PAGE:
Coast Guard urges water safety after wave of holiday weekend accidents

CLEVELAND – With the deaths of eight people during Memorial Day Weekend in Great Lakes’ waters, the Ninth Coast Guard District is urging everyone on the water to be especially cautious during the upcoming summer season.

Last weekend, Ninth District units conducted more than 125 search and rescue cases and assisted more than 100 Great Lakes boaters. Additionally, more than 60 citations were issued for boating safety violations over the holiday weekend.

“As the operational commander in the Great Lakes, I get to see an overall picture of what’s going on out there,” said Rear Adm. Michael Parks, commander of the Ninth Coast Guard District. “What I see is an alarming rise in the number of fatalities among boaters and swimmers compared to last year’s holiday weekend. Our goal is to ensure Great Lakes waterway users are aware of the dangers and risks on the water.”

“We want them to have the proper safety equipment and follow the proper procedures that help reduce those risks,” said Parks.

Warm weather, inexperience, alcohol and cold water are factors that may have caused some Great Lakes boaters to overlook possible safety concerns.

”With warmer weather upon us, people tend to forget that the water is still very cold and poses a significant risk of hypothermia,” said Frank Jennings, Jr., Ninth District boating safety program manager. “Folks who recreate on or near the water need to dress for the water temperature rather that the air temperature. And, they should wear a lifejacket.”

“Wearing a lifejacket greatly increases the chances of being rescued after an unexpected fall in the water,” said Jennings.

“Simple things, like filing a float plan and sticking to it, making sure you have the proper safety equipment like flares and lifejackets, and wearing your lifejacket at all times will help keep you safe out there on the lakes,” said Lt. Winward Griffin, a search-and-rescue controller in the Ninth District Command Center. “It also makes our job easier if you do get into trouble and need help.”

The Coast Guard is asking everyone on the water to focus on the following safety precautions:

  • Take a paddler education course. Paddlesports are the fastest growing segment of recreational boating, with more than 300,000 paddlecraft (primarily kayaks) now being sold annually. Paddlecraft are an extremely affordable entry point to recreational boating. Like any other watercraft, paddlers should seek out paddler education before heading out on the water. CLICK HERE to obtain more information on paddlesport safety.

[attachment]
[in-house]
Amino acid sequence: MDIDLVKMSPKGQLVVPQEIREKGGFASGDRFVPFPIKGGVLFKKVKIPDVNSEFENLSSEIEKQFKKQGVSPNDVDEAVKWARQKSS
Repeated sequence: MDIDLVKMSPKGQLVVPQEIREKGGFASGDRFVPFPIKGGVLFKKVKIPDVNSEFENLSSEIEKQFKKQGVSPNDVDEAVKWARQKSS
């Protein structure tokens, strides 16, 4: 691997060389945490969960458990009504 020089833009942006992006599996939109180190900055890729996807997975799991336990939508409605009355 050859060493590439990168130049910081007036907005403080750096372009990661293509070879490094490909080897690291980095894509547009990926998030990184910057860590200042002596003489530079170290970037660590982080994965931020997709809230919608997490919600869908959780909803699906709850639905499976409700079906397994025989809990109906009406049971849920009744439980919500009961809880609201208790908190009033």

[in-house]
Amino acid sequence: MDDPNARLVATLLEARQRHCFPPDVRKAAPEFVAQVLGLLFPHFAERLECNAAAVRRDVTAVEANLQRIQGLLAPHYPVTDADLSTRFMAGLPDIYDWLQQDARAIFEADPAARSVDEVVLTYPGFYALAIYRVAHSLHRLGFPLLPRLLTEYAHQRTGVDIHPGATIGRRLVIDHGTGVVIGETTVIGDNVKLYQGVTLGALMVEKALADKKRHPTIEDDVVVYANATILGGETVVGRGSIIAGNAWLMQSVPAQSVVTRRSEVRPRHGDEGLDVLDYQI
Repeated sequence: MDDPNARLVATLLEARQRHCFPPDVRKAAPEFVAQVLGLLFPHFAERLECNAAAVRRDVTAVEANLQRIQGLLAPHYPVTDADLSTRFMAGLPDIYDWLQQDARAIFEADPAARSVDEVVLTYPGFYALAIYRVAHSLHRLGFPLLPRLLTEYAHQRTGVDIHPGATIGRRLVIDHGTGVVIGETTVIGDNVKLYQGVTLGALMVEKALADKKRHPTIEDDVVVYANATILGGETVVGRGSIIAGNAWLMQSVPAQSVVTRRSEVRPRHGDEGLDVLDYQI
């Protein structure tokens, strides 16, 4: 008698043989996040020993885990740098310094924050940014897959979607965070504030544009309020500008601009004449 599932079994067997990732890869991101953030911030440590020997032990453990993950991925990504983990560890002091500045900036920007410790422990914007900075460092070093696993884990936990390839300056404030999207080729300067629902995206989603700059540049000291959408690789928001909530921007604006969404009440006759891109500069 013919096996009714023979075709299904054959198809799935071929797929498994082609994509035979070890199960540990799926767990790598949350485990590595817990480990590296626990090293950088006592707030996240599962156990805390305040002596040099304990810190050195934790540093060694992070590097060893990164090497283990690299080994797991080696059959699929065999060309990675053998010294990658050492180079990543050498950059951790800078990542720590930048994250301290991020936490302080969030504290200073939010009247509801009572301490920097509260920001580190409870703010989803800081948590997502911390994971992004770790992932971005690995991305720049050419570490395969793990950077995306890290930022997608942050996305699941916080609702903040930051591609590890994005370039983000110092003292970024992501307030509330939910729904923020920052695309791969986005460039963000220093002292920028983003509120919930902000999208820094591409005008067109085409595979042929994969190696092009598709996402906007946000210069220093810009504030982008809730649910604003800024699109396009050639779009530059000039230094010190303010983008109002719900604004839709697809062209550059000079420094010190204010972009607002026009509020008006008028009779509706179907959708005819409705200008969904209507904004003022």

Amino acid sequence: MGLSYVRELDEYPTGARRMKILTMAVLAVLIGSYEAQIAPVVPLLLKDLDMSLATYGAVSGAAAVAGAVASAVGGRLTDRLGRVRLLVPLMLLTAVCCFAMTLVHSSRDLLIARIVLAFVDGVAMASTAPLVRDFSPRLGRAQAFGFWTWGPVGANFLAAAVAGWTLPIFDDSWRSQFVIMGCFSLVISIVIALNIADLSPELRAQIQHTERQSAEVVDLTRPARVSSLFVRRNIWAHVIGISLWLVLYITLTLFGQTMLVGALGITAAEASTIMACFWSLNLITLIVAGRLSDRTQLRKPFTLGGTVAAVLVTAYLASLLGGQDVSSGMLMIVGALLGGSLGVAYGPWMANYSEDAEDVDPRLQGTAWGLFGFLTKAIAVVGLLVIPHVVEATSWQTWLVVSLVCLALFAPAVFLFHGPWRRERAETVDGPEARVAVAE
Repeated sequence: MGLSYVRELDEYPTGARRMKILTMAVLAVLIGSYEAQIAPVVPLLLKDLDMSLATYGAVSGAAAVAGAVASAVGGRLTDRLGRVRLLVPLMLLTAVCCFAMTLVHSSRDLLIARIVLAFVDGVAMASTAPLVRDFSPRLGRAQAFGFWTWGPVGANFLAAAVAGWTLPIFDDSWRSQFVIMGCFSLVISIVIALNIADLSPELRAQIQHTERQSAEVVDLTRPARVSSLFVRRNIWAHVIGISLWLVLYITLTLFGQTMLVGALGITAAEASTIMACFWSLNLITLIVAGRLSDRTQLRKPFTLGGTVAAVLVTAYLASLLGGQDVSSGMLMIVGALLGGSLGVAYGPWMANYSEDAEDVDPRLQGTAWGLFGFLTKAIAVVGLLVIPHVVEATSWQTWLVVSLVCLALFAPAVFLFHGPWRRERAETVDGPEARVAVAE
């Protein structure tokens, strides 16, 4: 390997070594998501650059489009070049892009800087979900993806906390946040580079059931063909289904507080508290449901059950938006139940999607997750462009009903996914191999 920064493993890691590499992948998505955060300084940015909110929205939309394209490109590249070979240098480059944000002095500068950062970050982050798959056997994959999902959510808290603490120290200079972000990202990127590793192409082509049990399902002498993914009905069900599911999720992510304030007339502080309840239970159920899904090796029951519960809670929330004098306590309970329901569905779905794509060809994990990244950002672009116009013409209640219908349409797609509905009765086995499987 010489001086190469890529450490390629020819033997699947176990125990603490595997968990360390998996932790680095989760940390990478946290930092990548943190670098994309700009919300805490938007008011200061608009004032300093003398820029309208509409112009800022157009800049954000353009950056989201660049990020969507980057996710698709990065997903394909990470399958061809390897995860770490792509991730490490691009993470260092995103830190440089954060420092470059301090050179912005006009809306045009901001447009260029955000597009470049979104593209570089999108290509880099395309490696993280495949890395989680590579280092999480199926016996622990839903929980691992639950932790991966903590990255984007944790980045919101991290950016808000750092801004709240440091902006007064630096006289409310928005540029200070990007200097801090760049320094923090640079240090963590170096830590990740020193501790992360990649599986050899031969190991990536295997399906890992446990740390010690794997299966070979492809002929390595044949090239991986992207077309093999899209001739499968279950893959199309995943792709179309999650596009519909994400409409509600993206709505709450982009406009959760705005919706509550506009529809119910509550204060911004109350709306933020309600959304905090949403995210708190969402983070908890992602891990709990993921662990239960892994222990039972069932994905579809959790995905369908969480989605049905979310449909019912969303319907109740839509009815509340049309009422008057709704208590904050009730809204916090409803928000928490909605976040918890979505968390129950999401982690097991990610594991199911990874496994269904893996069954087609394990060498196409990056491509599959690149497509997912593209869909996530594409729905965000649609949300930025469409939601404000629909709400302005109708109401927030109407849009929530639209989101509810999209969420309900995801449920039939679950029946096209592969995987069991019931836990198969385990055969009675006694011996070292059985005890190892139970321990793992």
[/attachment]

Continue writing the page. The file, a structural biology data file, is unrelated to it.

• Wear a personal floatation device/life jacket at all times. The law states you must have a PFD for every person on board, but the Coast Guard suggests you go one step further and wear your PFD at all times when boating. It is much more difficult to locate, access, or don a PFD at the moment the accident occurs. CLICK HERE for more information on personal floatation devices/PFDs.
  • File a float plan and leave it with someone who is not recreating on the water. A float plan is a lifesaving device on paper and can assist emergency responders with locating a distressed mariner. CLICK HERE for more information on float plans.
  • Have a VHF-FM marine band radio and visual distress signals. All of these devices will greatly assist you if you are in distress. CLICK HERE for more information on visual distress signals.
  • Check and monitor the marine weather before and while underway. Delay getting underway if storms are forecast.
  • Have a registered 406MHz Emergency Position Indicating Radio Beacon. CLICK HERE to learn more about registering your EPIRB.
  • DO NOT boat under the influence of alcohol. Alcohol affects judgment, vision, balance and coordination. Factor in boat motion, vibration, engine noise, sun, wind and spray and a drinker’s impairment is accelerated. CLICK HERE for more information on boating under the influence.
  • Start the season off right with a thorough boat inspection, including the hull and propulsion equipment. Pay particular attention to through-hull fittings and hoses that may have cracked or become brittle over the winter.
  • Schedule a FREE Vessel Safety Check (VSC) with the Coast Guard Auxiliary or U.S. Power Squadrons.

The Coast Guard also advises citizens who are heading to the numerous beaches throughout the Great Lakes to take the following safety precautions when swimming:

  • When you’re swimming in lakes or the ocean, your family should stay in the supervised areas, since unmarked areas may hold potential dangers, such as sudden drop-offs and rip currents.
  • Never swim alone. Be sure to use the buddy system.
  • Never dive headfirst into unknown waters. There is a serious risk of head and neck injuries due to unseen obstacles. Even if you’re familiar with a lake or river, the conditions underwater tend to change, so go for a swim before your kids to make sure it’s safe. When you dive in, make sure you’re extending your arms over your head to protect your head just in case.
  • Dress for the water temperature rather that the air temperature. Watch for signs that the water temperature is too low. Look for shivering, a bluish tinge to the skin or an apathetic mood. Swimming in too-cold water can lead to hypothermia. Consider wearing a wetsuit to help retain body heat.
  • Keep an eye out for potentially dangerous conditions, such as large patches of vegetation on the water surface, just in case. Kids could potentially get tangled in these patches and attract the interest of animal predators
  • Don’t rely on floatation devices like water wings or rafts to keep your children safe. You should be swimming with them until they are strong enough to go it alone.

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